Thursday, 26 June 2014

Brief Review of "Chungking Express" (1994)

Chungking Express is a wacky romance film in two parts. Both set in the same area of Hong Kong, director Wong Kar-wai tells two similar stories of characters between relationships. In the first, a policeman who is struggling to forget his previous sweetheart, May, goes out to find any distraction he can. As fate has it, he meets and develops a seemingly platonic relationship with a surreptitious drug smuggler. The idea of a policeman and a drug smuggler unknowingly developing a relationship is striking, and speaks to the film’s ideas on the city environment: a place where so many people’s lives bump into each other so randomly and frequently that anything is possible.

The second story follows another policeman in grief after being abandoned by his girlfriend. This officer attracts the attentions of Faye, who works at a snack bar, and the story follows the development of their unclear relationship. Every character in the film is quirky (in a rather realistic way), but Faye is particularly wild. Often dancing carelessly to her favourite song, “California Dreamin” by The Mamas & the Papas, she continuously sneaks into the policeman’s home to tidy and move things around. This could be seen as a gracious or loving act, but it’s also creepy. Most relationships depicted in the film have some kind of bizarre or slightly twisted feel to them.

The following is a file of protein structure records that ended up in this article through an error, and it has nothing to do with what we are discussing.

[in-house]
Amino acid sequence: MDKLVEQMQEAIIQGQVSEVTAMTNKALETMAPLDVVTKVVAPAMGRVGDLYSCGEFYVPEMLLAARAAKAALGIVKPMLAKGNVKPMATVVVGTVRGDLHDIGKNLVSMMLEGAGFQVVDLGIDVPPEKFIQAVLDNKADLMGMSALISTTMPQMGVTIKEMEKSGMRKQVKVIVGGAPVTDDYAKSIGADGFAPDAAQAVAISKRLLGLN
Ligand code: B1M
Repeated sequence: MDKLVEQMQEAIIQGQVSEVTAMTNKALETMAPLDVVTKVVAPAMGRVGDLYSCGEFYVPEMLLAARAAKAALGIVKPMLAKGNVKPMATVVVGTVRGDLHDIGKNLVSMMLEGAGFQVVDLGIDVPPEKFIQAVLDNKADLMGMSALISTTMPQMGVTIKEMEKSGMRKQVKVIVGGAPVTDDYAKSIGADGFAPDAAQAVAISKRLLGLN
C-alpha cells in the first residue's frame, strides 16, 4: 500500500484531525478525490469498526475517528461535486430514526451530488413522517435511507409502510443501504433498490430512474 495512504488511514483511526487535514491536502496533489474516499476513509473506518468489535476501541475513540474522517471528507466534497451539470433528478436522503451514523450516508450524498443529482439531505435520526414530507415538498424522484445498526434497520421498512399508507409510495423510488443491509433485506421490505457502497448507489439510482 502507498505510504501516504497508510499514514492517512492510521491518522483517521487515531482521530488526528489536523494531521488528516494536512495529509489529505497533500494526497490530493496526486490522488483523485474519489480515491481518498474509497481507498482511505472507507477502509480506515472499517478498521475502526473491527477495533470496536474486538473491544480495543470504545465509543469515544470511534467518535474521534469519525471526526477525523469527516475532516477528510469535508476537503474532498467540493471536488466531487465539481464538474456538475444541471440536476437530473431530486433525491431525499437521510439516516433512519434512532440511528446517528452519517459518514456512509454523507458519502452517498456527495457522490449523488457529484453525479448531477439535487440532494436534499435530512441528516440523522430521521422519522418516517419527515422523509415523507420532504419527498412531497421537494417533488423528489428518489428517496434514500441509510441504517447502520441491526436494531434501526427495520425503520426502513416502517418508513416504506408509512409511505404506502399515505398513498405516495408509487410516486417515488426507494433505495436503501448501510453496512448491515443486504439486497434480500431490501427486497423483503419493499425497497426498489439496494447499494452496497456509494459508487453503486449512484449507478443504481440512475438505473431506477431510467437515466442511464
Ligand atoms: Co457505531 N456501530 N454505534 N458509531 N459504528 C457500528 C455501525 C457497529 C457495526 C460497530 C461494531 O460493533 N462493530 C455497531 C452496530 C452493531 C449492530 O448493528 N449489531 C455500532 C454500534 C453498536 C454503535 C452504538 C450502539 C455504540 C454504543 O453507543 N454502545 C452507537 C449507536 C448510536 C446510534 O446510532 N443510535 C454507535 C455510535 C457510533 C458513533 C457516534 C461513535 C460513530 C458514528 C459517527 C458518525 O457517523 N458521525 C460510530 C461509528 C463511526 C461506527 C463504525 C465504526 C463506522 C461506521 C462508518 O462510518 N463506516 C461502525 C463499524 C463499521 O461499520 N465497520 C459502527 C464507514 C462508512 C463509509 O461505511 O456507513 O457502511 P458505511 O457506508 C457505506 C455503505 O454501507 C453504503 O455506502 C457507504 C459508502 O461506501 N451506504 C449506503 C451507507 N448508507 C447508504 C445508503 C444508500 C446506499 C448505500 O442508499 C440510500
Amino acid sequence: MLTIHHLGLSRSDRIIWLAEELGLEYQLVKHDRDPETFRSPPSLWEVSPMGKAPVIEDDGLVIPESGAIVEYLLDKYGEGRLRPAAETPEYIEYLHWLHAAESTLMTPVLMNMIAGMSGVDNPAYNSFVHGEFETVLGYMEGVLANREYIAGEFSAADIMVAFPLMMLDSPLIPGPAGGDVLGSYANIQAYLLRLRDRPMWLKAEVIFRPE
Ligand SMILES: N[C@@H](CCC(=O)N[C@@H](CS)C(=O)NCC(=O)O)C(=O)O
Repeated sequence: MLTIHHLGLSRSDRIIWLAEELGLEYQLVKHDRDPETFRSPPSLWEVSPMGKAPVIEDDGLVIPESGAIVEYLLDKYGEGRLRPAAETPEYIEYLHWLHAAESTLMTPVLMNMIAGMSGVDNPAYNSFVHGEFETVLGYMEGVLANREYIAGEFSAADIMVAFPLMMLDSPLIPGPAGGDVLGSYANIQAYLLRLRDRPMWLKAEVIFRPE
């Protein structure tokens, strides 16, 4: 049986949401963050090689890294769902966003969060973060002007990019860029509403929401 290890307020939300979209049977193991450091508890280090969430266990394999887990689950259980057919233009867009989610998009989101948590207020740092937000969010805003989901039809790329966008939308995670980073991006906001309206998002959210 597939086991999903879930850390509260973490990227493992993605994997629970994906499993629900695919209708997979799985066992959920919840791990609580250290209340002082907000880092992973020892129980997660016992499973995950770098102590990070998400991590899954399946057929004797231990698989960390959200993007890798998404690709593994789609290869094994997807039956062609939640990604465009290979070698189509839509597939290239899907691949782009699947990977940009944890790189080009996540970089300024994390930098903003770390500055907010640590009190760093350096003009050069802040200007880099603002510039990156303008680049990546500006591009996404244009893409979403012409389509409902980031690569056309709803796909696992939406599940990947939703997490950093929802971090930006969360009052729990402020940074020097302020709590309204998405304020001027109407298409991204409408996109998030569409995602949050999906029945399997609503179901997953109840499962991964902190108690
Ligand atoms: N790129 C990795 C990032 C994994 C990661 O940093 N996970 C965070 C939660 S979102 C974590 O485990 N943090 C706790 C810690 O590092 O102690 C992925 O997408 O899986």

Filmmaking techniques are used to vividly portray a bustling Hong Kong. Jump cuts keep events lively and musical montages are engagingly wacky. Shaking handheld camerawork is key to the sprawl; our viewpoint swirls around in a constantly-creative fashion, sending us into claustrophobic shops and smoothly following playful characters - notably the child-like Faye. Another regular film effect is that of time manipulation. In several scenes our main character is quite still while crowds bustle past behind them in fast motion. This has an isolative effect, making us appreciate the fact that we are seeing one man’s troubles in an ocean of millions.

Chungking Express provides an original and non-cliche commentary on romantic relationships. Refreshingly, however, it forces no opinions or ideas upon the viewer. The two stories are simply told and are told simply, leaving us to extract our personal meaning from the strange swirl of heartbreak and hope.

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